The story of Lincoln University’s beginnings routinely highlights the benevolent white Presbyterian minister who founded the first degree-granting institution for African Americans.
The Rev. John Miller Dickey started the historically black university in Chester County. James Ralston Amos and his brother, Thomas Henry Amos, were students, among the first to graduate.
But in a retelling that shakes up a 160-year history, Cheryl Reneé Gooch, a dean at the school, elevates the Amos brothers’ contribution.
“They’ve been basically footnotes,” said Gooch, who leads the College of Arts, Humanities and Social Sciences, “In fact, they were co-founders.”
The brothers, particularly Ralston Amos, helped establish the school, chartered as the Ashmun Institute in 1854, Gooch said.
Ralston Amos traveled on a speaking tour to raise awareness and money. He helped build Ashmun Hall, the school’s first structure, and served as its superintendent. He went into debt to help the school gain its footing, Gooch said.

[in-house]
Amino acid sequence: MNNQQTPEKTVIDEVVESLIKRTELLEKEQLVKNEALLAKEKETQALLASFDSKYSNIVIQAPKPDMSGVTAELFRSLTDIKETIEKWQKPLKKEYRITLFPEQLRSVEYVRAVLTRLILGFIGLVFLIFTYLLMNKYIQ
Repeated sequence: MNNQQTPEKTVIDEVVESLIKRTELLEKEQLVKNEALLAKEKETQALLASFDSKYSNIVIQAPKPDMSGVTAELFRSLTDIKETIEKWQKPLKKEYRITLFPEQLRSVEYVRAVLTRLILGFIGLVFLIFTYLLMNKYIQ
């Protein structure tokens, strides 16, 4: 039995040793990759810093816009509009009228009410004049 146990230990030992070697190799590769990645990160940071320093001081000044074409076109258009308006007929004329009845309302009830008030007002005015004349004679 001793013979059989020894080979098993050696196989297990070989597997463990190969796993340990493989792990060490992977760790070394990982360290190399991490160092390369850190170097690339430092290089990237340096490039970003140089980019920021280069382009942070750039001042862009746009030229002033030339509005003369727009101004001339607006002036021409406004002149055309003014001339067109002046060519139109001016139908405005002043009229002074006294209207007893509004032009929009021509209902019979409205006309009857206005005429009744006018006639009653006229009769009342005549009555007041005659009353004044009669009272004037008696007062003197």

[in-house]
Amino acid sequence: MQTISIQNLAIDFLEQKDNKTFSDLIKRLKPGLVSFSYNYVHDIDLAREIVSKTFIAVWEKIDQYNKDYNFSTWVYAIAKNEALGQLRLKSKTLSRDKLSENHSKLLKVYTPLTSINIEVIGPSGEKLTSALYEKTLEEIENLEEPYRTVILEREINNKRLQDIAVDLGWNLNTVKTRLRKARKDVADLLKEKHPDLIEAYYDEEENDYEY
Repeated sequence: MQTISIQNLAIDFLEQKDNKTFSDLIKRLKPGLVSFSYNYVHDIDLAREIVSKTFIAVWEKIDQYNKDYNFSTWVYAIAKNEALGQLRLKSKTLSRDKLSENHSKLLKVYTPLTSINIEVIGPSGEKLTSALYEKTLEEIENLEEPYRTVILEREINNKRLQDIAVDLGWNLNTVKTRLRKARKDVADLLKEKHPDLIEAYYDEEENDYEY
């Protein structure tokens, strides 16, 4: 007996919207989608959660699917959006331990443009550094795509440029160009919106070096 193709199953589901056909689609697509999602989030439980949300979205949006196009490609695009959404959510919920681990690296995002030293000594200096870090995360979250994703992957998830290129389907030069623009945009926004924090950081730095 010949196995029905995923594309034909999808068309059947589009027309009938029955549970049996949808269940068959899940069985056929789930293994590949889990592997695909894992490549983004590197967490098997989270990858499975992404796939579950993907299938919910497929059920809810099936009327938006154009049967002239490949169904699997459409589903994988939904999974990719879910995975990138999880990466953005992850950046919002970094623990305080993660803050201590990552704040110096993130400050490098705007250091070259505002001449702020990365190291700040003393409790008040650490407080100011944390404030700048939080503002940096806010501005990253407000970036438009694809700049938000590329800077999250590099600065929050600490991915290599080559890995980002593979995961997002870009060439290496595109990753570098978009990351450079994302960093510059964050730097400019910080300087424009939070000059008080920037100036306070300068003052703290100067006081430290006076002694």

Much of the brothers’ story is contained in more than 60 letters the Amoses wrote between 1859 and 1869 that are stored at the Presbyterian Historical Society in Old City.
The letters, sent by the brothers while they served as missionaries in Liberia, are part of a new book written by Gooch, On Africa’s Lands: The Forgotten Stories of Two Lincoln-Educated Missionaries in Liberia.
The letters recount successes and struggles as the brothers worked to convert and educate native Africans, a mission they were trained for at Lincoln, which was founded to educate free black men to serve as missionaries in Liberia.
They help craft a picture that attributes the start of Lincoln to Dickey and the Amoses, with important contributions from the residents of Hinsonville, an antebellum community of free blacks in Chester County whose former properties make up part of Lincoln’s current 422-acre campus.
Source: Philadelphia Inquirer | Kristin E. Holmes